The Power of Comparisons
Recently, I had the good fortune of reading a thought-provoking quote from the Dalai Lama.
What I love about this piece is how each idea is in alignment with the rise and fall of our breath — positive statement inhale, negative exhale. Breathe as you read, give it a try...
"We have bigger houses, but smaller families:
We have more degrees, but less sense;
more knowledge, but less judgement;
more experts, but more problems;
more medicines, but less healthiness.
We've been all the way to the moon and back,
but we have trouble crossing the street to meet the new neighbor.
We build more computers to hold more information,
to produce more copies than ever,
but we have less communication.
We have become long on quantity, but short on quality.
These are times of fast foods, but slow digestion;
tall man, but short character;
steep profits, but shallow relationships.
It is a time when there is much in the window,
but nothing in the room."
By the time you say the last word, it feels as if you've just completed a brief meditation. The brilliance of this message is not only its simplicity, but also the comparisons of today's societal issues contrasted by images big and small. These images placed side by side allow us, the audience, to contemplate the deeper emotional meaning and how these words relate to our own lives.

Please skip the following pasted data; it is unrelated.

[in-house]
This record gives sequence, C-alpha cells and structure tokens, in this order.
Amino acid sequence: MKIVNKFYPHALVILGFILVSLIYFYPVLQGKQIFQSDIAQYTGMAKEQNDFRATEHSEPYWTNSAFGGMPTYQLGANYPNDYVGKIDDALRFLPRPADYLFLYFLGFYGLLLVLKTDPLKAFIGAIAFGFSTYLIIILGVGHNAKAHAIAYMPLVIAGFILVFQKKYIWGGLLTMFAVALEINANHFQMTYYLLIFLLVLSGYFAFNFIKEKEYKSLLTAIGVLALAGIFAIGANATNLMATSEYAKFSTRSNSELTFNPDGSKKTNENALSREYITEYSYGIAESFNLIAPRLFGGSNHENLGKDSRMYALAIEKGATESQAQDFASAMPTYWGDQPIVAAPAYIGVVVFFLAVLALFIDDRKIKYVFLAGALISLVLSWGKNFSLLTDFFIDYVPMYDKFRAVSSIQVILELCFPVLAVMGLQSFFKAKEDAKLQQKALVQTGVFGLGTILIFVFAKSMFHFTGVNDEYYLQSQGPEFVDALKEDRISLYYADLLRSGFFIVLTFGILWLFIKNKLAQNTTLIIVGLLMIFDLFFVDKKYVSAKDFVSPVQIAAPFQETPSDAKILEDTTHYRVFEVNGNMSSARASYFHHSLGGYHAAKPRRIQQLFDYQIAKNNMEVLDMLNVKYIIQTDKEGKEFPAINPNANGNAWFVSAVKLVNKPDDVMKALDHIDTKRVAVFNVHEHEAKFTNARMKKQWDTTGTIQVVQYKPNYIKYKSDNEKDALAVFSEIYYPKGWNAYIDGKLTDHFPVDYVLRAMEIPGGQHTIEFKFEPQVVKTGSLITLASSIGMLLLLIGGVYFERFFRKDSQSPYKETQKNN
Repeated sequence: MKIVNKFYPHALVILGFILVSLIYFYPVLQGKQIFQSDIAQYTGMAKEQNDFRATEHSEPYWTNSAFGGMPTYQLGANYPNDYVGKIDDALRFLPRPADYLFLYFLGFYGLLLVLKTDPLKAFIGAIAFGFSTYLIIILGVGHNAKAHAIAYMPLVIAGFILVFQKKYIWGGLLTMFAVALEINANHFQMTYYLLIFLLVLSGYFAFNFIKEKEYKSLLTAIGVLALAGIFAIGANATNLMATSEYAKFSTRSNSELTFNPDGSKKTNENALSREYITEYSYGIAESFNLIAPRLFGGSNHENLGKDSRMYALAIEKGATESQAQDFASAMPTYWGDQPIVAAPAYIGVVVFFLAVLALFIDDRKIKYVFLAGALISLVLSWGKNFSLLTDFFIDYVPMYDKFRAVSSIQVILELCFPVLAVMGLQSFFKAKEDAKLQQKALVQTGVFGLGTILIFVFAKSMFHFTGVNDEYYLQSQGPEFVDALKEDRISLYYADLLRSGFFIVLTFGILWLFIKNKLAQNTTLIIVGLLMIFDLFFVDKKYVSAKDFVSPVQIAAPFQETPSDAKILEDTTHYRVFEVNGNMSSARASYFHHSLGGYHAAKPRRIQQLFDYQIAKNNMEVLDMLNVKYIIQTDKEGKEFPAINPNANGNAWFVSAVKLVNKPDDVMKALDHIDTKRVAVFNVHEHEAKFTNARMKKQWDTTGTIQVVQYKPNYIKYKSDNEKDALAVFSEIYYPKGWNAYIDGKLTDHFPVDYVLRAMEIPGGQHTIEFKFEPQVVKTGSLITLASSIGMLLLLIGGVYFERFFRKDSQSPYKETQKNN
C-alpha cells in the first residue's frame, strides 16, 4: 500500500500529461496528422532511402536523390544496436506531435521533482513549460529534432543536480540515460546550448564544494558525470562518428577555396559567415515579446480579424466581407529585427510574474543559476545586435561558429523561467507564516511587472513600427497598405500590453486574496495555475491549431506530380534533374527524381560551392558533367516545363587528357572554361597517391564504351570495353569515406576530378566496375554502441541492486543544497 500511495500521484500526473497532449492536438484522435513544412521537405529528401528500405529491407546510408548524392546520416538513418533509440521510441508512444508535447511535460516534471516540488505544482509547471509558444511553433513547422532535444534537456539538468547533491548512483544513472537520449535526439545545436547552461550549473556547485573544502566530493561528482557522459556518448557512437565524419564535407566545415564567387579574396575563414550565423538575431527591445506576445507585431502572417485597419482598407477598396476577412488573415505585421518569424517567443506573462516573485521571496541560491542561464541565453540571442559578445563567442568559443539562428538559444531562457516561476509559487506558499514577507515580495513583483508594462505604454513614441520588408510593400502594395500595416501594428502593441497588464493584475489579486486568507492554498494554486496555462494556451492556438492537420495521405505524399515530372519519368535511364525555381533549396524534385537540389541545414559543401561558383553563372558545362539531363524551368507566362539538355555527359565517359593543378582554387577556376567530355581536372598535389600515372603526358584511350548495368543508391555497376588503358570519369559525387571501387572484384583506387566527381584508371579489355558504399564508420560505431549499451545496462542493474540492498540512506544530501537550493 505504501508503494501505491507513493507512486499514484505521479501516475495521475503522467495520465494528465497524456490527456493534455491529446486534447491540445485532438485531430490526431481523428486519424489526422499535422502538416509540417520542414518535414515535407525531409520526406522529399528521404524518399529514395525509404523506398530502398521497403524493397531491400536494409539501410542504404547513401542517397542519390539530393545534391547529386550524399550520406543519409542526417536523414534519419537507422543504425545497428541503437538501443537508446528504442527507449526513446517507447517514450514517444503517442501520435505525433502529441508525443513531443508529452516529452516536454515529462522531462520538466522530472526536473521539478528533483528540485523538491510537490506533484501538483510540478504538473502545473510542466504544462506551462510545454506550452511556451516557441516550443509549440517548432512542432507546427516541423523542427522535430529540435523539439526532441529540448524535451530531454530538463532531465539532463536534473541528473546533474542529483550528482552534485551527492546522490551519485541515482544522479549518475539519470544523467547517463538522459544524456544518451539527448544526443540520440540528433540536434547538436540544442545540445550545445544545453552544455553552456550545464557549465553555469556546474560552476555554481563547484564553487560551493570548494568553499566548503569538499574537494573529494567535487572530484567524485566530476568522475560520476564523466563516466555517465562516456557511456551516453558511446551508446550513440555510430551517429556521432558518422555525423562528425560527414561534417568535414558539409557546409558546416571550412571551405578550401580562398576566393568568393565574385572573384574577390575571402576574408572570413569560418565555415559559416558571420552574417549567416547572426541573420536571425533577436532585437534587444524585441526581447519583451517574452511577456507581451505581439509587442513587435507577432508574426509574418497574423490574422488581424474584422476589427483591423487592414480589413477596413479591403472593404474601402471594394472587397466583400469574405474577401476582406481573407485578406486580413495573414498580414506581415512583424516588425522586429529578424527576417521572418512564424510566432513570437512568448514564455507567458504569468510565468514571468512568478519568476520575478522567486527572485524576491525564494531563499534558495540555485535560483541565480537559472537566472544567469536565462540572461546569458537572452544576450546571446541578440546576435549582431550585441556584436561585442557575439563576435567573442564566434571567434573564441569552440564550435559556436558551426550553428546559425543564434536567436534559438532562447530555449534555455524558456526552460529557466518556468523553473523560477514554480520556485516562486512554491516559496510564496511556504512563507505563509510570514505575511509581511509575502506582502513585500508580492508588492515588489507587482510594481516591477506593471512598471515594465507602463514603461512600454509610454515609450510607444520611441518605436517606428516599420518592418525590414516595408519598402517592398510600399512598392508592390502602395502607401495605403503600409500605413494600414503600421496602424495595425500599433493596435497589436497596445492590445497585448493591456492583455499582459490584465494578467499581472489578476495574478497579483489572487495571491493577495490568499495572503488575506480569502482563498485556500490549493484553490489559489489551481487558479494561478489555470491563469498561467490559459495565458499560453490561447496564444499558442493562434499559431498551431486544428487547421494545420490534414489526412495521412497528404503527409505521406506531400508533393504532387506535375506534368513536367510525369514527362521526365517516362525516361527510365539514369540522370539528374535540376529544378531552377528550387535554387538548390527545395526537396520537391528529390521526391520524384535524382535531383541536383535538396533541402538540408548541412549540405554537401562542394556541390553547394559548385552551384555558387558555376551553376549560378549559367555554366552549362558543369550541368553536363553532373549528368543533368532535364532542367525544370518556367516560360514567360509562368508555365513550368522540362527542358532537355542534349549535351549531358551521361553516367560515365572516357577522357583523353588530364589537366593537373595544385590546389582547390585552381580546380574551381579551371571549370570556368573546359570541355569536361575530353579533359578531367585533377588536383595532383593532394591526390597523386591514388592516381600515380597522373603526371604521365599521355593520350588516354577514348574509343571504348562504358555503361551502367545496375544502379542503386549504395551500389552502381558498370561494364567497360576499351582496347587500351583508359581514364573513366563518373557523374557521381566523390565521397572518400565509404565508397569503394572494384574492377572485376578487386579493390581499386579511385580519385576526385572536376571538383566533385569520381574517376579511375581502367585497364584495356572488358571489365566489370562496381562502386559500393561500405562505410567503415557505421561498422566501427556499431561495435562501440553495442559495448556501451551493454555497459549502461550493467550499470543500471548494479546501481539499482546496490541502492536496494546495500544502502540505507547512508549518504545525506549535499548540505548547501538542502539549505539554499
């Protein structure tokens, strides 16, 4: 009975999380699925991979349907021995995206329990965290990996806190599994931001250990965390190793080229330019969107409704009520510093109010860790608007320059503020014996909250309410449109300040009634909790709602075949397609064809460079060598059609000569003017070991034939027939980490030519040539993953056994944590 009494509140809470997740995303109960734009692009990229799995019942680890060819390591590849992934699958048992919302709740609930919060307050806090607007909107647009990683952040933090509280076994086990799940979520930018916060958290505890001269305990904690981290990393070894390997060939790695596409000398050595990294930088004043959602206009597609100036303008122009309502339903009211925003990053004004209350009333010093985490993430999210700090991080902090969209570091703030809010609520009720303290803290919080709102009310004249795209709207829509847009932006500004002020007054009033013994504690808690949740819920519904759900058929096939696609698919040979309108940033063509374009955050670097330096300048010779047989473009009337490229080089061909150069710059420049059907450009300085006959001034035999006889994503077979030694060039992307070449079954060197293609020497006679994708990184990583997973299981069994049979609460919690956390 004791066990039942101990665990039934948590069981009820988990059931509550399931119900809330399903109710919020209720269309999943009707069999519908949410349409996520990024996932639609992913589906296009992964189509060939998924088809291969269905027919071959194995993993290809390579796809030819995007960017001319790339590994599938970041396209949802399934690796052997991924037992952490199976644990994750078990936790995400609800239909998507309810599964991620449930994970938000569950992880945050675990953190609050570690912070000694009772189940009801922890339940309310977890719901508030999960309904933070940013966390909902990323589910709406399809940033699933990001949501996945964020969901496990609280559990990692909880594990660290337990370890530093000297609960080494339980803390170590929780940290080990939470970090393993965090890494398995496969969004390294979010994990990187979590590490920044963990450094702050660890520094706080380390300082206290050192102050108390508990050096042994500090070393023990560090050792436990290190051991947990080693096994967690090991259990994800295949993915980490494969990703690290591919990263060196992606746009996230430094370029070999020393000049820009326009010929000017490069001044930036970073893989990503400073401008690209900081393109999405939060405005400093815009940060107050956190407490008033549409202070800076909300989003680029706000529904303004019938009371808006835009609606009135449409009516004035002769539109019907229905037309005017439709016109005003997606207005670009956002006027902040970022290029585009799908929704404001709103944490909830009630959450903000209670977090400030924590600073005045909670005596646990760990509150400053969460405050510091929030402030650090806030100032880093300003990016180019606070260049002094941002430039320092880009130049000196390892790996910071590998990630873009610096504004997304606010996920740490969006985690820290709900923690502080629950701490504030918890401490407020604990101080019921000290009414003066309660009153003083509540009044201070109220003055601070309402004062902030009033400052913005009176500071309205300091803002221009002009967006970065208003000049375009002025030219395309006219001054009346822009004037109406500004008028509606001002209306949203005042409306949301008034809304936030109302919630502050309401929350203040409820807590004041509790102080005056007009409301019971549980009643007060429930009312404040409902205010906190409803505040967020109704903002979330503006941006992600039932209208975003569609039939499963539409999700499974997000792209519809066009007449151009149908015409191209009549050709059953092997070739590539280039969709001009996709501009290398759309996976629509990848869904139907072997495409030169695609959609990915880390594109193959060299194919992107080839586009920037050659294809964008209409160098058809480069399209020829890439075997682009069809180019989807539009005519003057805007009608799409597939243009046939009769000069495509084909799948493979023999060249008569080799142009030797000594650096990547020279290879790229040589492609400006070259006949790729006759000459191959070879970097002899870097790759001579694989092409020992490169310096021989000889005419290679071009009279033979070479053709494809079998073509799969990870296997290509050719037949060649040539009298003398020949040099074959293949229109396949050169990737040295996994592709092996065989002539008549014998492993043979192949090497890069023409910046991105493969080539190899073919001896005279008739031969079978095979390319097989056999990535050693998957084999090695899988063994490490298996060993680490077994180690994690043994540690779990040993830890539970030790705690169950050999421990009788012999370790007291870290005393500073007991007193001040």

As storytellers simple comparisons reinforce our message and allow us to share our story in fresh and unexpected ways. When we leave blank spaces — room to breathe, really — we not only change the pace of our speech, but we also encourage the audience to experience the subtext more profoundly.
The contrast of opposites fosters listening — listening not only to the speaker's story, but most importantly, it can help us clarify our own beliefs.